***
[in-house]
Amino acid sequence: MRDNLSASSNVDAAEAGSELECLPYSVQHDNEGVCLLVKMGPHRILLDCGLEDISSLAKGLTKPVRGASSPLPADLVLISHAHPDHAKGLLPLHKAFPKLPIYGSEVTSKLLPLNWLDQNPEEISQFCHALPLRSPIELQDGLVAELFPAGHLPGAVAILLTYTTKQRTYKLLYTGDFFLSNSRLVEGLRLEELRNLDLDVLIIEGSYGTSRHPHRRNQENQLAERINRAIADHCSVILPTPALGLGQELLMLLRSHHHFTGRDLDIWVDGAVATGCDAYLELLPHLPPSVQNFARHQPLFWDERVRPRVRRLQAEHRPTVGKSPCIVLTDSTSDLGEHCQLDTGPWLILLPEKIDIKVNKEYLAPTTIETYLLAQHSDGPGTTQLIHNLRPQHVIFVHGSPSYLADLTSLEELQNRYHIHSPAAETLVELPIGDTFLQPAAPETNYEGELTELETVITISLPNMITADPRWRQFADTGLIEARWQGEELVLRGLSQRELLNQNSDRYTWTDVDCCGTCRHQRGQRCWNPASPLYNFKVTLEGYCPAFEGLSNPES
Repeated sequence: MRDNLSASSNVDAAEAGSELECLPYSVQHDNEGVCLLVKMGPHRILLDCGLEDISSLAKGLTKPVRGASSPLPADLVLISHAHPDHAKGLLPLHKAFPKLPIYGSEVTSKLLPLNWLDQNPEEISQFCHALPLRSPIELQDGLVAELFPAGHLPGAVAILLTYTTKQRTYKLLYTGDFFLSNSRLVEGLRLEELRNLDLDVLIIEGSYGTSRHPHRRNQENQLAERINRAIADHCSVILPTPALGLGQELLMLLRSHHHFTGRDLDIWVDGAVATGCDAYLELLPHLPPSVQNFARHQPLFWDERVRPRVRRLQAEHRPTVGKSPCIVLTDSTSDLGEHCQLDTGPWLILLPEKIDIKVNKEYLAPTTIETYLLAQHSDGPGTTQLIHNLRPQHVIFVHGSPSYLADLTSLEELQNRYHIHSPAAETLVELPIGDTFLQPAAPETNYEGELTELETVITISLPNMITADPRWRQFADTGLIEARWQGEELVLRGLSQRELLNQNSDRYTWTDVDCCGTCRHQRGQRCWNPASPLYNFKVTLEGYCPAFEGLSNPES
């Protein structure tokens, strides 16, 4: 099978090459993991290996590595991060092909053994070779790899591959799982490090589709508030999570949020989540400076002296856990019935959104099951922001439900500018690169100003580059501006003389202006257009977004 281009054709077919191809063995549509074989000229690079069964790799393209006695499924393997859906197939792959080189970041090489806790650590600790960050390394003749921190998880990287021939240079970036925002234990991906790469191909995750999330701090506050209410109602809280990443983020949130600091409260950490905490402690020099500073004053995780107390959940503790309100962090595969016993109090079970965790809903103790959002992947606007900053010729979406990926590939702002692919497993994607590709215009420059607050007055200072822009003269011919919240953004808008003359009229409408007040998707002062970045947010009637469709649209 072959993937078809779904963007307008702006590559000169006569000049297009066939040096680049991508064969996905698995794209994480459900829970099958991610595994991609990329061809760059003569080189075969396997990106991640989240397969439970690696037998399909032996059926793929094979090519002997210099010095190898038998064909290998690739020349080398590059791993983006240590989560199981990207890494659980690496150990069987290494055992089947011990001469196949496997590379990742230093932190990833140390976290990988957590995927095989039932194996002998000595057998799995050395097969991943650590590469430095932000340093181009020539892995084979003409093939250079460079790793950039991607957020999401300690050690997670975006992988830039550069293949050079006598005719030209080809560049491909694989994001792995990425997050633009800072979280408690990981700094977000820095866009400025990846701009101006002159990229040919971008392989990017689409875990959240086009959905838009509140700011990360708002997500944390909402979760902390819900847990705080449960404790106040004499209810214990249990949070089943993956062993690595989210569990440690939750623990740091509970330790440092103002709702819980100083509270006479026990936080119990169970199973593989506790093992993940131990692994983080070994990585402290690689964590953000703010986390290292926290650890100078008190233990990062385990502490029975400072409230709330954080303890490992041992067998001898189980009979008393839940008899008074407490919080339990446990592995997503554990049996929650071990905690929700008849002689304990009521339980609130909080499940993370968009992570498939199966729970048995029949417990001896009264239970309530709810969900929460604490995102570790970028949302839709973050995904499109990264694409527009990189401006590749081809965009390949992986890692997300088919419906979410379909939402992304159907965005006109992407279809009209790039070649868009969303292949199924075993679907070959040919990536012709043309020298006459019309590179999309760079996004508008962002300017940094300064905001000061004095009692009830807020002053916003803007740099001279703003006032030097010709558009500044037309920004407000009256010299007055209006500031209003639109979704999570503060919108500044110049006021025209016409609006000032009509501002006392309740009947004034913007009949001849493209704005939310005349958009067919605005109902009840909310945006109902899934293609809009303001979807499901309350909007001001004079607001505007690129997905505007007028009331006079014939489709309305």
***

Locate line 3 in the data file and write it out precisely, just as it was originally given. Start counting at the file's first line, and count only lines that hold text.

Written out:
Repeated sequence: MRDNLSASSNVDAAEAGSELECLPYSVQHDNEGVCLLVKMGPHRILLDCGLEDISSLAKGLTKPVRGASSPLPADLVLISHAHPDHAKGLLPLHKAFPKLPIYGSEVTSKLLPLNWLDQNPEEISQFCHALPLRSPIELQDGLVAELFPAGHLPGAVAILLTYTTKQRTYKLLYTGDFFLSNSRLVEGLRLEELRNLDLDVLIIEGSYGTSRHPHRRNQENQLAERINRAIADHCSVILPTPALGLGQELLMLLRSHHHFTGRDLDIWVDGAVATGCDAYLELLPHLPPSVQNFARHQPLFWDERVRPRVRRLQAEHRPTVGKSPCIVLTDSTSDLGEHCQLDTGPWLILLPEKIDIKVNKEYLAPTTIETYLLAQHSDGPGTTQLIHNLRPQHVIFVHGSPSYLADLTSLEELQNRYHIHSPAAETLVELPIGDTFLQPAAPETNYEGELTELETVITISLPNMITADPRWRQFADTGLIEARWQGEELVLRGLSQRELLNQNSDRYTWTDVDCCGTCRHQRGQRCWNPASPLYNFKVTLEGYCPAFEGLSNPES